Harout Chitilian says releasing data is a priority for the city, as outlined in the $23 million dollar "Smart City" plan — and says it's planning on "removing all roadblocks" to make that happen.
In some cases, that could mean changing laws and taking away privacy safeguards.
He said the city will release details of a strategic plan, which will include details on how it will release open data, at the end of March.
"We identified that data is a must," Chitilian told CBC.
"Basically, we cannot live without it and we cannot live without having a game plan, and also having a focus on extracting, analyzing and adding value to data."
Chitilian said making the city’s data public is a matter of transparency, as well as a way to manage public finances more efficiently. It’s something Montreal has been working on, slowly, since 2011.
Montreal’s SmartCity open source portal already has some data sets posted online, but Chitilian acknowledged that some of the more widely-sought data sets, including crime statistics and restaurant inspections, are not available.
He said it’s a challenge to post data sets that involve other government agencies. For example, in the case of crime statistics, police must agree to putting them online. The same goes for public safety and transport industry-related data.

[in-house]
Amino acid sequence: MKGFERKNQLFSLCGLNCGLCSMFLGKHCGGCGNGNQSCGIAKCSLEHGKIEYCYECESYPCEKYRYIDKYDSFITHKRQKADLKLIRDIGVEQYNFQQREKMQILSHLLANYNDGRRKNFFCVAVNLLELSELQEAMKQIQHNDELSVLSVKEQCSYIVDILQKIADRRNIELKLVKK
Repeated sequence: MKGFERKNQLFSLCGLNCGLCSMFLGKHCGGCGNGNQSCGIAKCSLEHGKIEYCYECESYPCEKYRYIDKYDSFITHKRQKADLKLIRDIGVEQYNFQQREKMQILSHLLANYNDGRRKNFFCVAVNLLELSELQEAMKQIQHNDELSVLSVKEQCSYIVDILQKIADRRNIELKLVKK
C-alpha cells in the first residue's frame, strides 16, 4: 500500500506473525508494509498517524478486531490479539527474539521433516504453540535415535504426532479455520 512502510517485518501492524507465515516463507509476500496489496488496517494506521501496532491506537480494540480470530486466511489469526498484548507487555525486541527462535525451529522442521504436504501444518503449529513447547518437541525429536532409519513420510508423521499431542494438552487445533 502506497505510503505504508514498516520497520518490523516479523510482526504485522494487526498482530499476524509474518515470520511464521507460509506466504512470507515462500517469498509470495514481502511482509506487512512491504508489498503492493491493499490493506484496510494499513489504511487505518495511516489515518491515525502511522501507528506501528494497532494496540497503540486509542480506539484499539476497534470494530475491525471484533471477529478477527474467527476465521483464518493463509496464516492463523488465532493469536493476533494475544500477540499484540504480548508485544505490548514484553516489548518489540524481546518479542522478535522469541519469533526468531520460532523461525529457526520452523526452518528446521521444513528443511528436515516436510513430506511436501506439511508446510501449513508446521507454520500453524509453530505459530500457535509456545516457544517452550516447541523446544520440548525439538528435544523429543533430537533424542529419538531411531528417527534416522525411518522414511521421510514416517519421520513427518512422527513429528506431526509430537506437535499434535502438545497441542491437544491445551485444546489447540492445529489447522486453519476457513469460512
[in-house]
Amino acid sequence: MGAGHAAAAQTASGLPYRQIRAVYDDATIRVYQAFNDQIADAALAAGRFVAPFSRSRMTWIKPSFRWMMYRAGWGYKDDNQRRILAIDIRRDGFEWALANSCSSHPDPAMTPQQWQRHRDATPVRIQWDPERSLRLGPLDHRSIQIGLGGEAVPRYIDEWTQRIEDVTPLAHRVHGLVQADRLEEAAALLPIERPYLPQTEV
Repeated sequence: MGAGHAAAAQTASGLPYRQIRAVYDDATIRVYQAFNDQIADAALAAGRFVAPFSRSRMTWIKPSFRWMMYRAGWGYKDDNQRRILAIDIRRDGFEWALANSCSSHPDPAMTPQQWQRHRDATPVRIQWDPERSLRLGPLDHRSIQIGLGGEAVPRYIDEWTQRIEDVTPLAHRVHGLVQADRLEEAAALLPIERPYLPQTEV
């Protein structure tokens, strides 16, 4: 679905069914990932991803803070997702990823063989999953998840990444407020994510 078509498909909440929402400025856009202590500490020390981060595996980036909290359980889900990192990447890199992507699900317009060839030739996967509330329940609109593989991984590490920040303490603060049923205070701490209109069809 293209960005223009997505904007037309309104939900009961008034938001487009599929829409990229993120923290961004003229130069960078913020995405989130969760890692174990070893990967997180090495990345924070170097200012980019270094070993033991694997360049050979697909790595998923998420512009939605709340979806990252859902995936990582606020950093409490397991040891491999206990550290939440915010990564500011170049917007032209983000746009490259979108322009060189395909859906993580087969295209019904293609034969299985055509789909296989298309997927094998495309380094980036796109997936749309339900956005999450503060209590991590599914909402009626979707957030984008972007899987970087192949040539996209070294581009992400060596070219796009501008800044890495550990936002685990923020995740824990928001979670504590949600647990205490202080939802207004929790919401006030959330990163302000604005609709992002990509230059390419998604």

"There’s an ownership question and we’re working on that," said Chitilian.
He said it’s not a matter of waiting for agencies to give the city permission to put things online.
Instead, the city is willing to change the rules.
"The goal is to make sure that we remove all the roadblocks to make sure these things are possible," said Chitilian.
"I’m not bound to accept the current limits that are imposed on us."
A move in the right direction, says advocate
Jean-Noé Landry has been working with the City of Montreal since 2011 to help it move towards releasing its data publicly.
"Governments generate so much data now, and it’s not their data," he said.
"They’re not the proprietors of that data. I consider data to be a primary resource."
Landry said it’s been an uphill battle to get data released.
In most governments, he said, there’s a hesitation, or a lack of political will, to release information that has the potential to expose poor government spending.
"There was a bit of uncertainty in what that change implied."
But Landry praised Coderre’s government’s initiative and described the city’s current situation as "the end of the beginning" when it comes to making data public.